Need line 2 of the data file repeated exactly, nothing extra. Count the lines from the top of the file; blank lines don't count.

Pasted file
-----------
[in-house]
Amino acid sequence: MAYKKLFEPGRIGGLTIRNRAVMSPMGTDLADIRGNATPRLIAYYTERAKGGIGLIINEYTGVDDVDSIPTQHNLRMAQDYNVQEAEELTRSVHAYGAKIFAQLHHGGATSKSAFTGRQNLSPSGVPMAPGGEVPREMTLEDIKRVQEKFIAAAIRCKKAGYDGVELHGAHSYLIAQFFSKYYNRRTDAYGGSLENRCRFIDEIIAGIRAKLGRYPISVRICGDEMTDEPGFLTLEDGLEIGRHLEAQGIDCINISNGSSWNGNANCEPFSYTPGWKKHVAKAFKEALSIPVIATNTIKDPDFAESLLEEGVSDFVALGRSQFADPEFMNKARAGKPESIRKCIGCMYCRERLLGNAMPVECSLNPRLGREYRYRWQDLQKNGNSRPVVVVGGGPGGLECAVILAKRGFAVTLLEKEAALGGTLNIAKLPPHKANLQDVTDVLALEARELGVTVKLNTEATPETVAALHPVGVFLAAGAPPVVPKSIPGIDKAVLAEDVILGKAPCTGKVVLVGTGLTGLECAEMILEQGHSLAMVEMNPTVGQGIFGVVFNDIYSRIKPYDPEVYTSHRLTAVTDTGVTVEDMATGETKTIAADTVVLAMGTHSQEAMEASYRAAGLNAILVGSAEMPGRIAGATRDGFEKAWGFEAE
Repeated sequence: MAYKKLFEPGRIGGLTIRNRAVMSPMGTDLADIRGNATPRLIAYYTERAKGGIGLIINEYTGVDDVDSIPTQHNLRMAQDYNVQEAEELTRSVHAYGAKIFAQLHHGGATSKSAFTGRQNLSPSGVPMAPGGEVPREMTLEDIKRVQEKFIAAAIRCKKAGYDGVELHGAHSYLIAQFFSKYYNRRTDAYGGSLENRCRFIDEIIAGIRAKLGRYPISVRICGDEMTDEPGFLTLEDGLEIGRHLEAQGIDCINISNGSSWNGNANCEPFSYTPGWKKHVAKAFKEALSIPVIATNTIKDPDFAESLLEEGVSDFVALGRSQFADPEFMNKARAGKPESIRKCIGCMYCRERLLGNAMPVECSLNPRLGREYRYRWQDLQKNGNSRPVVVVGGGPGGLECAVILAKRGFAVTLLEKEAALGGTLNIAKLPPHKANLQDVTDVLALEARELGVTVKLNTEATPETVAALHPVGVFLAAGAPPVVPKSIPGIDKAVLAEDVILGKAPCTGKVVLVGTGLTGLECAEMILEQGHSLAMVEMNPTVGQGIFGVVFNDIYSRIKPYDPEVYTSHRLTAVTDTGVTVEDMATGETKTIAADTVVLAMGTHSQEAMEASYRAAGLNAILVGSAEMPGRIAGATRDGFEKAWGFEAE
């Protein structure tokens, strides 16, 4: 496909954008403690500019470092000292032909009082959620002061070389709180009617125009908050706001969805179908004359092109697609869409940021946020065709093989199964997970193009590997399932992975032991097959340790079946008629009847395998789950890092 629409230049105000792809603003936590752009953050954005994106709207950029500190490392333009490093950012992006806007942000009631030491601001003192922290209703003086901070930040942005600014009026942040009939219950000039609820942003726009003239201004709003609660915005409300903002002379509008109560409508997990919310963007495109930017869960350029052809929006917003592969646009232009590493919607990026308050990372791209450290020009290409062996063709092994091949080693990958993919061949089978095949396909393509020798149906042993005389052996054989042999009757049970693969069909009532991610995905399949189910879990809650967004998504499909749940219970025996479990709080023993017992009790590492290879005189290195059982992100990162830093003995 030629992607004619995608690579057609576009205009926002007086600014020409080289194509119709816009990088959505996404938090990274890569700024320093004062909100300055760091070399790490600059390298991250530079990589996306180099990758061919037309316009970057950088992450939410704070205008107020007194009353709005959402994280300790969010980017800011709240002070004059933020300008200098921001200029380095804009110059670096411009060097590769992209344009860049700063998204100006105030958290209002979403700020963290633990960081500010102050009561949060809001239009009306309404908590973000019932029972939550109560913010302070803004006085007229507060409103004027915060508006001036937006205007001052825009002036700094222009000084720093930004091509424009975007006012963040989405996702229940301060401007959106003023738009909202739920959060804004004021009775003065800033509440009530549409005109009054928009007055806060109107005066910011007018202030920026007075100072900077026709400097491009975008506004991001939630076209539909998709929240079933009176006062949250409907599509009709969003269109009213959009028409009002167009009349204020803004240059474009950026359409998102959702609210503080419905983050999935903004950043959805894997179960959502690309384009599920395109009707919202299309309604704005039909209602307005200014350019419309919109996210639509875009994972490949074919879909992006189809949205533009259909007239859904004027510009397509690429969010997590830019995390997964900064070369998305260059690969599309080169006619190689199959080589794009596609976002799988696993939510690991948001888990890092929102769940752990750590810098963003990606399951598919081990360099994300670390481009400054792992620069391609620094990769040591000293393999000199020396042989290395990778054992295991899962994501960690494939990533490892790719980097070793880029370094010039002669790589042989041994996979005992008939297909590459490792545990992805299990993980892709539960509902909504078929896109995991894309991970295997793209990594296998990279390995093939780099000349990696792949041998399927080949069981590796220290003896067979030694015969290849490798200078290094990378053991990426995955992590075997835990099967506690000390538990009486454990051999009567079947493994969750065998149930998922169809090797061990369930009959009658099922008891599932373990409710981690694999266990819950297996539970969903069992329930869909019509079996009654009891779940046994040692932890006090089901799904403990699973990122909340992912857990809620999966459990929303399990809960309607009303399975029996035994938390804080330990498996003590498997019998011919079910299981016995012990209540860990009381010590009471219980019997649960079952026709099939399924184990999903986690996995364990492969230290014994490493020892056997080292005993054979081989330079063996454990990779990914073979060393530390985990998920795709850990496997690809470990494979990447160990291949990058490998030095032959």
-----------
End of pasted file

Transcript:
Amino acid sequence: MAYKKLFEPGRIGGLTIRNRAVMSPMGTDLADIRGNATPRLIAYYTERAKGGIGLIINEYTGVDDVDSIPTQHNLRMAQDYNVQEAEELTRSVHAYGAKIFAQLHHGGATSKSAFTGRQNLSPSGVPMAPGGEVPREMTLEDIKRVQEKFIAAAIRCKKAGYDGVELHGAHSYLIAQFFSKYYNRRTDAYGGSLENRCRFIDEIIAGIRAKLGRYPISVRICGDEMTDEPGFLTLEDGLEIGRHLEAQGIDCINISNGSSWNGNANCEPFSYTPGWKKHVAKAFKEALSIPVIATNTIKDPDFAESLLEEGVSDFVALGRSQFADPEFMNKARAGKPESIRKCIGCMYCRERLLGNAMPVECSLNPRLGREYRYRWQDLQKNGNSRPVVVVGGGPGGLECAVILAKRGFAVTLLEKEAALGGTLNIAKLPPHKANLQDVTDVLALEARELGVTVKLNTEATPETVAALHPVGVFLAAGAPPVVPKSIPGIDKAVLAEDVILGKAPCTGKVVLVGTGLTGLECAEMILEQGHSLAMVEMNPTVGQGIFGVVFNDIYSRIKPYDPEVYTSHRLTAVTDTGVTVEDMATGETKTIAADTVVLAMGTHSQEAMEASYRAAGLNAILVGSAEMPGRIAGATRDGFEKAWGFEAE